University of Leicester
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A Framing Analysis of the United States Government Counter-Terrorism Messaging Strategies During the Rise and Fall of ISIS

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posted on 2024-06-07, 12:40 authored by Abdullatif A. Omar

This thesis is concerned with examining the United States government's counter-terrorism messaging strategies by focusing specifically on its counter-ISIS messaging operations. Drawing on framing as the theoretical framework and qualitative method of research for this thesis, the objectives of this study are, firstly, investigating the U.S. government's online strategic communication response to the overwhelming surge in ISIS messaging on social media platforms following the announcement of their Islamic Caliphate in Iraq and Syria. Secondly, provide understanding and recommendations for the U.S. government's counter-terrorism messaging on social media platforms and elsewhere, and contribute to discussing ways to improve the effectiveness of the U.S. government's responses to hostile online strategic communication messaging campaigns. This study contributed to the body of knowledge by investigating how the U.S. government engaged with the terrorist organization during its messaging battle on the social media platform X, previously known as Twitter. The thesis uncovered the messaging themes deployed by the U.S. government to counter-ISIS messaging. The study primarily focused on mid-2014 during the rise of ISIS and late-2017 during the fall of the terrorist organization. Additionally, this study revealed the challenges and internal processes faced by the U.S. government during its counter-terrorism messaging battle with ISIS. The government bureaucracy created a significant burden for the U.S. government's counter-messaging operation. Furthermore, this study provided insight into the methods used by the U.S. government to evaluate the effectiveness of its counter-messaging campaigns against the terrorist organization. It highlighted how the U.S. government lacked a clear methodology on how to assess the effectiveness of its messaging. In addition, it is important to note that the findings of this research and its contributions have been made possible primarily through exclusive access to experts who work in support of the U.S. government's counter-messaging operations at the U.S. Department of State and the U.S. Department of Defense.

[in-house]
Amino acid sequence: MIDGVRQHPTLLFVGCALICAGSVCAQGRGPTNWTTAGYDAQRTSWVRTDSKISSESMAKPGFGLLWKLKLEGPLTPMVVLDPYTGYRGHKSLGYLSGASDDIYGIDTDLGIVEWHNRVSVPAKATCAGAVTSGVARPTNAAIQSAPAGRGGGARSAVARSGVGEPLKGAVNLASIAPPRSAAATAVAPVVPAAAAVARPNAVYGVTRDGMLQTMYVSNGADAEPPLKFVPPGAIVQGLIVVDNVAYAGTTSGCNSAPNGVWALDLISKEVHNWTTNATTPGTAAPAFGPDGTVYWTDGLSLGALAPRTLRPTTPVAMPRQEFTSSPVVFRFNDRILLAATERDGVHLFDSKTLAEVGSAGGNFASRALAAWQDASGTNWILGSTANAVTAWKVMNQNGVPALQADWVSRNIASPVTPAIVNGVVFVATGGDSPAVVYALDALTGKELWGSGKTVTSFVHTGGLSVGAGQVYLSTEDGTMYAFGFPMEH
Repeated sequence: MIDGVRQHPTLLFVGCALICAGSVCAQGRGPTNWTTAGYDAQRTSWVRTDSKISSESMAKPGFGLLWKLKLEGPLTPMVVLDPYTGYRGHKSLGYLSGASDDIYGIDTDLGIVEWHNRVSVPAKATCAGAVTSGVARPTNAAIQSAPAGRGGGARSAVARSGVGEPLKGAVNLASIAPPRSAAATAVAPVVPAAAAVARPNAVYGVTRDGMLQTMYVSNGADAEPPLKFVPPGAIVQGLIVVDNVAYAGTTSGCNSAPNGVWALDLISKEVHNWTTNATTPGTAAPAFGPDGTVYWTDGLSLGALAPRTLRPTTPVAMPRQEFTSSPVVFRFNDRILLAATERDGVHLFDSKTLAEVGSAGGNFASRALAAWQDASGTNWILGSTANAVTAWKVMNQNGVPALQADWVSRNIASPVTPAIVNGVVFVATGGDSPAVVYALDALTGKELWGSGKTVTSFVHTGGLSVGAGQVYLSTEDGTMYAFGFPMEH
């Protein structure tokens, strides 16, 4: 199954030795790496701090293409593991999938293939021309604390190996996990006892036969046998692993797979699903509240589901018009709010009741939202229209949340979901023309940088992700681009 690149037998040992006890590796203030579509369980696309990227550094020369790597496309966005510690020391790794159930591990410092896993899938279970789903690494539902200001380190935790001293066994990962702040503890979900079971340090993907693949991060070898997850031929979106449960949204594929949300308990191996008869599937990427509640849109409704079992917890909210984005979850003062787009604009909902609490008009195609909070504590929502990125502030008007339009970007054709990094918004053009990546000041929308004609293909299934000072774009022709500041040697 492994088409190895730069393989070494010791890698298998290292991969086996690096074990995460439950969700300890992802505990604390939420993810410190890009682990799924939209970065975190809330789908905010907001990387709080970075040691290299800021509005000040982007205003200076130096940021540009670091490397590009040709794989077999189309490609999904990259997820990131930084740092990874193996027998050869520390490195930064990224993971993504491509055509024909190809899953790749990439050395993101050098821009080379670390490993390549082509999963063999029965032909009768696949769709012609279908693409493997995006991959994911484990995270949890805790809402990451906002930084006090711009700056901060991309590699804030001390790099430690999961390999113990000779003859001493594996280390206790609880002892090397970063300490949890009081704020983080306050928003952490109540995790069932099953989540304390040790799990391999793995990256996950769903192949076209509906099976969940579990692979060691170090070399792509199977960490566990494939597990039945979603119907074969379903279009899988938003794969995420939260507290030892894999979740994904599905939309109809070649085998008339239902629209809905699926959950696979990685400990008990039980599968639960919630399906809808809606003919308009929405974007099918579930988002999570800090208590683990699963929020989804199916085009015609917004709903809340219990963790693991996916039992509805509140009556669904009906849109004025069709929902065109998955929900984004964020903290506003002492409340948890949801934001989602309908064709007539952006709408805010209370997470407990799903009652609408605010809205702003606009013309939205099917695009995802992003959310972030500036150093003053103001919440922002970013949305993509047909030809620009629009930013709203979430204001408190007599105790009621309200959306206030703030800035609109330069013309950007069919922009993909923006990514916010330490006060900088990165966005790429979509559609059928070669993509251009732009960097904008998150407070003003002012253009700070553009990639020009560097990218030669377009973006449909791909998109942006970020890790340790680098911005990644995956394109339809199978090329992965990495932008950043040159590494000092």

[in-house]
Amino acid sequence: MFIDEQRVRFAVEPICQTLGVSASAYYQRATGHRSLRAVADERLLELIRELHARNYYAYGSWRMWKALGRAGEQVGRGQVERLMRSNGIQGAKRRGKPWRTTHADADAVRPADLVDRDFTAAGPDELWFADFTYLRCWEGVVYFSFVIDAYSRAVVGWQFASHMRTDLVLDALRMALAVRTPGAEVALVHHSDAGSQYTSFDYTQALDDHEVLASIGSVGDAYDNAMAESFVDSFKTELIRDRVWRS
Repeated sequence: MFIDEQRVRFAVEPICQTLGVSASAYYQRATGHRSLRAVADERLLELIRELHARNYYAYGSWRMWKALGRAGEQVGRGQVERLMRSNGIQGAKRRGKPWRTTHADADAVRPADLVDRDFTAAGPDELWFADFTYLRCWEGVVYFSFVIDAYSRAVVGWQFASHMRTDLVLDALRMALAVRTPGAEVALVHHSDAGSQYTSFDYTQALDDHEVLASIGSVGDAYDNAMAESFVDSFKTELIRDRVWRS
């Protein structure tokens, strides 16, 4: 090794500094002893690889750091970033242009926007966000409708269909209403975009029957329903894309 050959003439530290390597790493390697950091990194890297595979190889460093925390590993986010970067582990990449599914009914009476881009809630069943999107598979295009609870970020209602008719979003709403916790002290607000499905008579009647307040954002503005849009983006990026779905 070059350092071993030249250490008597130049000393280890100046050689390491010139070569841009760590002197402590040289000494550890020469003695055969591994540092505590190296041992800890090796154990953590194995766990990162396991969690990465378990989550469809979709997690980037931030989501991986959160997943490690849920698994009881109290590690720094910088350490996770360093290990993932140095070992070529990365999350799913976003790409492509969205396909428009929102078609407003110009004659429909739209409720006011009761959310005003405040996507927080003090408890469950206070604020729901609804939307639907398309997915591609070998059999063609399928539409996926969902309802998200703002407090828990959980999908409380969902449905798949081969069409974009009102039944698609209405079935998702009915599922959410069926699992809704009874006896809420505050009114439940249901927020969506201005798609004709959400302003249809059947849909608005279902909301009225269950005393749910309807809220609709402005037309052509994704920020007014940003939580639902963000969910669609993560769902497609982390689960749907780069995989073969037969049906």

Ian Somerville; Bernhard Forchtner

Date of award


Author affiliation

School of Media, Communication, and Sociology

Awarding institution

University of Leicester

Qualification level

  • Doctoral

Qualification name

  • PhD



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